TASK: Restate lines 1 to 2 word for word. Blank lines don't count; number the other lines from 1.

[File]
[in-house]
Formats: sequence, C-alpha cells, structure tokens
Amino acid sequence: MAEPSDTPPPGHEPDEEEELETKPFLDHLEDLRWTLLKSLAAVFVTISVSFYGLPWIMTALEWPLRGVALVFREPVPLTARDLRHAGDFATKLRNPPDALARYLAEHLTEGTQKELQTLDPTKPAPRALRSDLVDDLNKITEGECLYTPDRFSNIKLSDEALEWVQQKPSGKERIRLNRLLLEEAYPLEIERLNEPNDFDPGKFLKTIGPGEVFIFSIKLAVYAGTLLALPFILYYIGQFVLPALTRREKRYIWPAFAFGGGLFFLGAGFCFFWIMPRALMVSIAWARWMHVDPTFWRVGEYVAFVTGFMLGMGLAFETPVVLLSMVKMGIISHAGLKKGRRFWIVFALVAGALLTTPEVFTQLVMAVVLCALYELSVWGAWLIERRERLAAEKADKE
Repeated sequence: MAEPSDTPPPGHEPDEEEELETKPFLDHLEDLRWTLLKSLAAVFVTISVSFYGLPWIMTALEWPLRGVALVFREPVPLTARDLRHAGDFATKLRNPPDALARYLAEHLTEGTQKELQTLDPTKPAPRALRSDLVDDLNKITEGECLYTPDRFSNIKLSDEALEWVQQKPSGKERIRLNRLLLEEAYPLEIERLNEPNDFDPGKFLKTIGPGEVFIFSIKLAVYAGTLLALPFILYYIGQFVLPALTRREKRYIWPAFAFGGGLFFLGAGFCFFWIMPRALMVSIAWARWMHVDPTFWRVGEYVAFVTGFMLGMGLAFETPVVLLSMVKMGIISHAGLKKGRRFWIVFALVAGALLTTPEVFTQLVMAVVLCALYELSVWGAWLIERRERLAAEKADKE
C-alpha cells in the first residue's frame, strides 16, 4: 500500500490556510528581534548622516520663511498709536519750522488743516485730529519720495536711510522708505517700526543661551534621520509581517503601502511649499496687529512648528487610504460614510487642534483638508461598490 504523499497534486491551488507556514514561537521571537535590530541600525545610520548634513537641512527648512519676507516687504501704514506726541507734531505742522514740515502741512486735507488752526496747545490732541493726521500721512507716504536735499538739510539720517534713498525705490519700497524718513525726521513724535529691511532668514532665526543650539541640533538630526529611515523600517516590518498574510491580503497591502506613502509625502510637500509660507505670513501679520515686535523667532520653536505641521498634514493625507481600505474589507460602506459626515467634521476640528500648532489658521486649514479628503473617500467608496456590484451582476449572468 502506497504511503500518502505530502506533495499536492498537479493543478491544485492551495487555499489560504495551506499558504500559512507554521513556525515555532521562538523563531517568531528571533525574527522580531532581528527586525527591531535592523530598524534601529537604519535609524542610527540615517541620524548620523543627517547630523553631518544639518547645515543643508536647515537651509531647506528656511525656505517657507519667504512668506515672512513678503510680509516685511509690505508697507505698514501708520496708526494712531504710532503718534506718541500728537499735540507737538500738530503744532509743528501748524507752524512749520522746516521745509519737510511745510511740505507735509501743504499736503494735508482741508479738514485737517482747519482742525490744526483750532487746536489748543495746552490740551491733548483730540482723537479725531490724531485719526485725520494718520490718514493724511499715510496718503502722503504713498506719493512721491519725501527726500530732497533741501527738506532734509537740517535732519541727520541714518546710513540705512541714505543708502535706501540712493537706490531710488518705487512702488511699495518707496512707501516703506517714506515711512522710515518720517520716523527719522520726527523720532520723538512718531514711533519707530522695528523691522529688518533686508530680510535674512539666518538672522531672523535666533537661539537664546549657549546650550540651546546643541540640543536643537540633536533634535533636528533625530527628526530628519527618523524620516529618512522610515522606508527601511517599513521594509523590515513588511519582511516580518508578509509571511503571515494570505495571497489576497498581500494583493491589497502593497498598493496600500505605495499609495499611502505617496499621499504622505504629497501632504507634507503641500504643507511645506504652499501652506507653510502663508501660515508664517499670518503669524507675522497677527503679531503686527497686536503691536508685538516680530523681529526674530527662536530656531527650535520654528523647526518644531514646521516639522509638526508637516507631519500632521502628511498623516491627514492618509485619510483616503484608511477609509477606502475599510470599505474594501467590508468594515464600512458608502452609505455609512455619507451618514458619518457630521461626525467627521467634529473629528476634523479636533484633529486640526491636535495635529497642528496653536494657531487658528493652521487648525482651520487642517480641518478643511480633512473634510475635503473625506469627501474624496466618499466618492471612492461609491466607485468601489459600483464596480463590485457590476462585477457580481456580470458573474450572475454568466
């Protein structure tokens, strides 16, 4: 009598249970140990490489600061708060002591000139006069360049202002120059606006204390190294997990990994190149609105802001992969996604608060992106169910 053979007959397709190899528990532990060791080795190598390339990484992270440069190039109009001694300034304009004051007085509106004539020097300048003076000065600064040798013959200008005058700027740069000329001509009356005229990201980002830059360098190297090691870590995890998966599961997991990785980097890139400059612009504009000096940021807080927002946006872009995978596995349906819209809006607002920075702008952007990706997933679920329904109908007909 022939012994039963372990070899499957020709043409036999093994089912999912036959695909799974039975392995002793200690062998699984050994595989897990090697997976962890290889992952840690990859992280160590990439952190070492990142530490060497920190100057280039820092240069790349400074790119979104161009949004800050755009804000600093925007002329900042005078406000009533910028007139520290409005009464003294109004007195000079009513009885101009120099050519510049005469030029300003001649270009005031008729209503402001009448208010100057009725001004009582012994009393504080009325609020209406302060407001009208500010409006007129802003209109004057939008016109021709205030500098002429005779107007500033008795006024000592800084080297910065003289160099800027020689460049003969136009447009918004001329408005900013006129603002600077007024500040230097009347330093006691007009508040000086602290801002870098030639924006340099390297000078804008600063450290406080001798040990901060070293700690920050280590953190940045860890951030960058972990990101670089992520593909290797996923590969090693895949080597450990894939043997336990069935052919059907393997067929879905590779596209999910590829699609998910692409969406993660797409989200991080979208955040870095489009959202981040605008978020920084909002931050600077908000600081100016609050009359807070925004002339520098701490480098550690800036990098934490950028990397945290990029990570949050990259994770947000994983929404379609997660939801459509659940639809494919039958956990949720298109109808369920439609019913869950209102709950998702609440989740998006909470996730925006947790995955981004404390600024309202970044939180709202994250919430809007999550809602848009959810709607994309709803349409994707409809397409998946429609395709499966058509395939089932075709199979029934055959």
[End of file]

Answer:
[in-house]
Formats: sequence, C-alpha cells, structure tokens